There were Holocaust Memorial events all over Europe and I was privileged to be at the Scottish and UK events as well as the civic service at the Reform Synagogue in Glasgow. As always central to these events are the stories of survivors, some who experienced the horror of the extermination camps and others who escaped them because they were part of the Kindertransport.
The stories tell of the heroism of parents who were determined to save their children. Some did this, by going with the SS when they knocked the door, closing it carefully behind them leaving a child who felt abandoned and did not fully understand what was happening. Hannah Lewis remembers her mother doing just that and seeing her mother’s blood on the snow when she witnessed her murder while looking for her and not understanding why her mother did not meet her eyes. Others did what they could to ensure a future for their children, like the mother of Lily Ebert who asked her to exchange shoes when they were in the trucks headed for Auschwitz. Only afterwards did Lily realise that her mother had given her shoes in which some gold and jewellery was hidden in the heels of the shoes. To this day Lily’s most precious possession is a pendant that was hidden in those shoes. At the Scottish event Henry Wuga told of how his parents put him on the Kindertransport to Britain. He was one of 10,000 children whose parents made the supreme sacrifice of sending their children to safety because they sensed the horrors that were to come. Many of them did well but as children they did not fully understand what was happening and Henry remembers the tears of both children and parents as they separated.
The pain of these stories has stayed with me long after the event itself. Another moving story was that of a survivor of the Rwandan genocide. Holocaust Memorial Day also remembers the genocides of Rwanda, Bosnia and Darfur though we cannot forget the terrible plight of the Uighurs in China, the Rohingya in Myanmar as well as the suffering of so many of the Afghani people today. At the UK HMD Memorial Service Antoinette Mutabazi from Rwanda told how she was third in line to be executed when news came that the bank had been breached and her executioners left to see what they could get for themselves – saved in a way by other people’s greed.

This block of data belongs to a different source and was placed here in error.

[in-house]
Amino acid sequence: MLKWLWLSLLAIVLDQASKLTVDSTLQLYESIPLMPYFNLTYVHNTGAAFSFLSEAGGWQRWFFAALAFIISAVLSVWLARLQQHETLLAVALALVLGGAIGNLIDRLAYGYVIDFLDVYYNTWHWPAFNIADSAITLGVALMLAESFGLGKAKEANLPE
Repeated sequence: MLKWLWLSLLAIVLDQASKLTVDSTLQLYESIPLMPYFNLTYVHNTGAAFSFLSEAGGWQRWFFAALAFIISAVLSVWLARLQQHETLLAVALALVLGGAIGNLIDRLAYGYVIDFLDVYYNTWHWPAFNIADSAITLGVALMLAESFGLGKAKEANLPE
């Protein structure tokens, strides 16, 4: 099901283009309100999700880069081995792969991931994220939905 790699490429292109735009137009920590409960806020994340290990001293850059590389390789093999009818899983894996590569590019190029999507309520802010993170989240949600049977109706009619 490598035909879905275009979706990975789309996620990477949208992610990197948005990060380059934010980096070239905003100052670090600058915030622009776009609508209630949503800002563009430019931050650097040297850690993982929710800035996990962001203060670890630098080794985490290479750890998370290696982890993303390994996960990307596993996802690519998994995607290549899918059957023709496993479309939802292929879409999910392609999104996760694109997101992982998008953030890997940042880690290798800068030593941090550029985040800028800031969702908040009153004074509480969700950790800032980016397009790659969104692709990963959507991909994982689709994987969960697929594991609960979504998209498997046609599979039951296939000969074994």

These stories set well the scene for Interfaith Harmony Week and Human Fraternity Day. They show us how far we are from that ideal and how important it is that we work to overcome division, prejudice, hatred and ideologies that set ourselves, our group, our religion, our culture, our way of life as definitive for everyone. Someone who to my mind was an ikon of peace and fraternity and a shining example for all of us is Thich Nhat Hanh who sadly died on 22nd January this year.
Thich Nhat Hanh’s death was peaceful. He was 95 years of age, though during the last few years he had suffered the effects of a massive stroke which left him speechless. He died in Vietnam, in the monastery he had entered when he was 16 years old. For much of his life he was exiled by the Vietnamese Government for opposing the Vietnam War and travelling in the west, especially America, to speak of peace and encourage the US to withdraw from the war. Martin Luther King was so impressed by this gentle monk that he suggested him for the Nobel Peace Prize, and I believe the reason he didn’t get it was because MLK broke the rules by revealing the nomination.
I was privileged to make two retreats with Thich Nhat Hanh and to visit his monastery in the Dordogne region of France which was composed of several hamlets and called Plum Village. I shall never forget these retreats. Thich Nhat Hanh was an ikon of mindfulness and peace so that to see him walk into a room, sit quietly in the lotus position and teach with gentleness and kindness was a lesson in itself. I think he was a genius in that his teachings on Buddhism touched his listeners’ humanity and made perfect sense. This was religion at its best and I do wish I was able to do that for Christianity. Thay, as his disciples called him, had a great respect for Christianity, writing two books about their relationship, Living Buddha, Living Christ and Jesus and the Buddha as Brothers. He felt that Buddhism would allow Christianity to discover the spirituality behind many of its teachings. And it has done that as far as mindfulness and meditation are concerned.
Thich Nhat Hanh will continue to be an inspiration through his writings and teaching. He wrote "Birth and death are only a door through which we go in and out…. So do not be afraid of death". His death was peaceful. The death of those remembered at HMD was violent but through these deaths and the story of survivors there is a message of resilience and hope and the memory of them all will live on as an inspiration to all of us and a motivation to promote human fraternity.